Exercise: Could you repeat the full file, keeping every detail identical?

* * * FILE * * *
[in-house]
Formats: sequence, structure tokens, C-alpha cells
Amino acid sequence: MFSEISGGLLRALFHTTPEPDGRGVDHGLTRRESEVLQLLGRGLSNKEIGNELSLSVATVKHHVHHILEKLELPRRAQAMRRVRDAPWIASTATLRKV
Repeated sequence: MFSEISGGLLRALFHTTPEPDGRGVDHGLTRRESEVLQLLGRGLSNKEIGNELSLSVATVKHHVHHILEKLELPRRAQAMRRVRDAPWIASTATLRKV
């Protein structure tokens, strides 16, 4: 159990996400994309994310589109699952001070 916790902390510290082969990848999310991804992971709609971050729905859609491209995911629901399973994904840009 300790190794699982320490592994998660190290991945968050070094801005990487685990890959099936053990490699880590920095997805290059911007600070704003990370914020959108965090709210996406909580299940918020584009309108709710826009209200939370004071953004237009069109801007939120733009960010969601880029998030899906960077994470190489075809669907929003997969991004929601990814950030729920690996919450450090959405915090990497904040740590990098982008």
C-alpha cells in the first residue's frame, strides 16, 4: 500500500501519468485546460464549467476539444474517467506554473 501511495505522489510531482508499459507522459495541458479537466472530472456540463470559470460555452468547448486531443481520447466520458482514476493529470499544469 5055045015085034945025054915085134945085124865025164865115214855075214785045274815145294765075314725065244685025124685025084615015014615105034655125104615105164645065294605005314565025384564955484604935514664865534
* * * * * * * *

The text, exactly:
[in-house]
Formats: sequence, structure tokens, C-alpha cells
Amino acid sequence: MFSEISGGLLRALFHTTPEPDGRGVDHGLTRRESEVLQLLGRGLSNKEIGNELSLSVATVKHHVHHILEKLELPRRAQAMRRVRDAPWIASTATLRKV
Repeated sequence: MFSEISGGLLRALFHTTPEPDGRGVDHGLTRRESEVLQLLGRGLSNKEIGNELSLSVATVKHHVHHILEKLELPRRAQAMRRVRDAPWIASTATLRKV
């Protein structure tokens, strides 16, 4: 159990996400994309994310589109699952001070 916790902390510290082969990848999310991804992971709609971050729905859609491209995911629901399973994904840009 300790190794699982320490592994998660190290991945968050070094801005990487685990890959099936053990490699880590920095997805290059911007600070704003990370914020959108965090709210996406909580299940918020584009309108709710826009209200939370004071953004237009069109801007939120733009960010969601880029998030899906960077994470190489075809669907929003997969991004929601990814950030729920690996919450450090959405915090990497904040740590990098982008």
C-alpha cells in the first residue's frame, strides 16, 4: 500500500501519468485546460464549467476539444474517467506554473 501511495505522489510531482508499459507522459495541458479537466472530472456540463470559470460555452468547448486531443481520447466520458482514476493529470499544469 5055045015085034945025054915085134945085124865025164865115214855075214785045274815145294765075314725065244685025124685025084615015014615105034655125104615105164645065294605005314565025384564955484604935514664865534